The Bangalore Literature Festival’s 11th edition will take place this weekend, over 3 and 4 December 2022. The event, with a lineup of over 280 Indian and International authors, publishers, and other speakers, is to take place at Lalit Ashok Hotel in Bengaluru.
After two years of a subdued, low-key event, this year’s speaker list indicates a big literary spectacle: other than big authors like William Dalrymple, Pico Iyer, Ambai, Shobhaa De, Tabish Khair, Jerry Pinto, and Hindol Sengupta, publishers Karthika VK, Rahul Soni, and David Davidar, the Bangalore Literature Festival will also have in attendance the two biggest literary stars of the year, Booker and International Booker winner, Shehan Krunatilaka and Geetanjali Shree, respectively.
“It is a truly goosebump (-inducing) year because of Geetanjali and Shehan,” says Shinie Antony, director of the Bangalore Literature Festival. The flames of the win are licking the entire region, with translations the rockstars of writing right now. Borders are made porous only by the beauty of such works, and international appreciation is the start of a multilingual conversation,” she added.
Some of the literary panels will be performance-oriented, too. One such piece will take off from poet Mani Rao’s translation of the Saundarya Lahari from Sanskrit to English which was published by HarperCollins India this year. There will also be performances by Sholeh Wolpe, an Iranian-American poet, as well as Mir Mukhtiyar Ali, a folk singer from Bikaner.
Actor Farhan Akhtar and Indian football team captain Sunil Chhetri are some of the stars in attendance. The latter will be on a panel on Neel Shah and Gaurav Gala’s book Awakening the Blue Tigers: India’s Quest for Football’s Holy Grail. The panel promises to be especially relevant considering the current FIFA World Cup that’s underway in Qatar.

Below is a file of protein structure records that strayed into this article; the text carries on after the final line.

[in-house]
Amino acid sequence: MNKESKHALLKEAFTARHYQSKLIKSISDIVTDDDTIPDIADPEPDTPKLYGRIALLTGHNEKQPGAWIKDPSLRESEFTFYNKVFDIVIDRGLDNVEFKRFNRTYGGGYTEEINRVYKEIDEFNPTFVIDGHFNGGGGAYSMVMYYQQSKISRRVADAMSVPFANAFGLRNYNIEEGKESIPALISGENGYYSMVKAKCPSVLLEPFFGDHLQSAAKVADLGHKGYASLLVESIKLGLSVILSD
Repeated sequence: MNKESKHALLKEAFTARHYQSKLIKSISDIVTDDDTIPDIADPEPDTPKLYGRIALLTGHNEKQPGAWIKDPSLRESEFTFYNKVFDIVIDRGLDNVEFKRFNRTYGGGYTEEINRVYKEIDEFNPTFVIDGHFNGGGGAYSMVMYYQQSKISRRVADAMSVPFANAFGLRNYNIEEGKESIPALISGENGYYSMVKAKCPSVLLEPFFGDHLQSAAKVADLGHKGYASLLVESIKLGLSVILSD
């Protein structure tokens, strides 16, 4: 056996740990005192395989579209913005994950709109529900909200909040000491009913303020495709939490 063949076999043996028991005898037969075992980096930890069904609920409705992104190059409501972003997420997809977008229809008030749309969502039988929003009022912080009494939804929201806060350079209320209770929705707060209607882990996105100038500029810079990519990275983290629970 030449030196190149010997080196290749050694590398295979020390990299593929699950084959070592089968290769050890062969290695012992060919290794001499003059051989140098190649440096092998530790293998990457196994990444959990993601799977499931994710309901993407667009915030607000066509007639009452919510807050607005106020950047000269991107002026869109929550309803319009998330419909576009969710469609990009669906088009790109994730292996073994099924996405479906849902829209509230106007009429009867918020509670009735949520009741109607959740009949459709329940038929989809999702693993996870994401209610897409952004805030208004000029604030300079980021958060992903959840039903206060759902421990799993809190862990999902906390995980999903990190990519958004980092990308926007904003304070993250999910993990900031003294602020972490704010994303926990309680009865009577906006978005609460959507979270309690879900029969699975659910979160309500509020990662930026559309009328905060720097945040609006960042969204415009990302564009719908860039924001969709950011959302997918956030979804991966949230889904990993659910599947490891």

Some of the stars of narrative non-fiction from the recent years, especially Shrayana Bhattacharya, Manu Pillai, and Akshaya Mukul, will be on various panels at the Bangalore Literature Festival. “(In) nonfiction…(topics like) sports, biographies, the state of the Indian publishing industry, memoirs, and female financial literacy have evolved into exquisite detailing. People are interested in data, in trivia, in prognostic utterings – they want the world they live in decoded every inch,” Antony notes with regard to how Indian nonfiction, though commercially always successful, has started coming into its own now. “The journalism panel with Barkha Dutt, P Sainath and Sashi Kumar, for instance, steps into a different facet of media,” she adds.
The festival has special programming for young littérateurs, too. Called C|L|F or Children, Literature, Fun, this has two sections — “one for storytelling and the other for interactive events, and the stages are divided across the ages,” says Antony. “The youngest participant is history buff Zac Sangeeth,” she adds, referring to the 10-year-old author of World History in 3 Points, published by Hachette India.
Back in 2014, with the aim to connect various aspiring writers to the publishing world in a more concrete manner, the Bangalore Literature Festival had introduced LitMart, a platform for first-time authors pitch their manuscripts to a jury of editors and publishers. In a similar vein, the festival will this year pilot ScreenLit, a forum for screenplay writers to pitch to filmmakers.
The festival is free for all upon registration.
Bangalore Literature Festival, 3 & 4 December, 2022, Bengaluru. For further details: Bangaloreliteraturefestival.org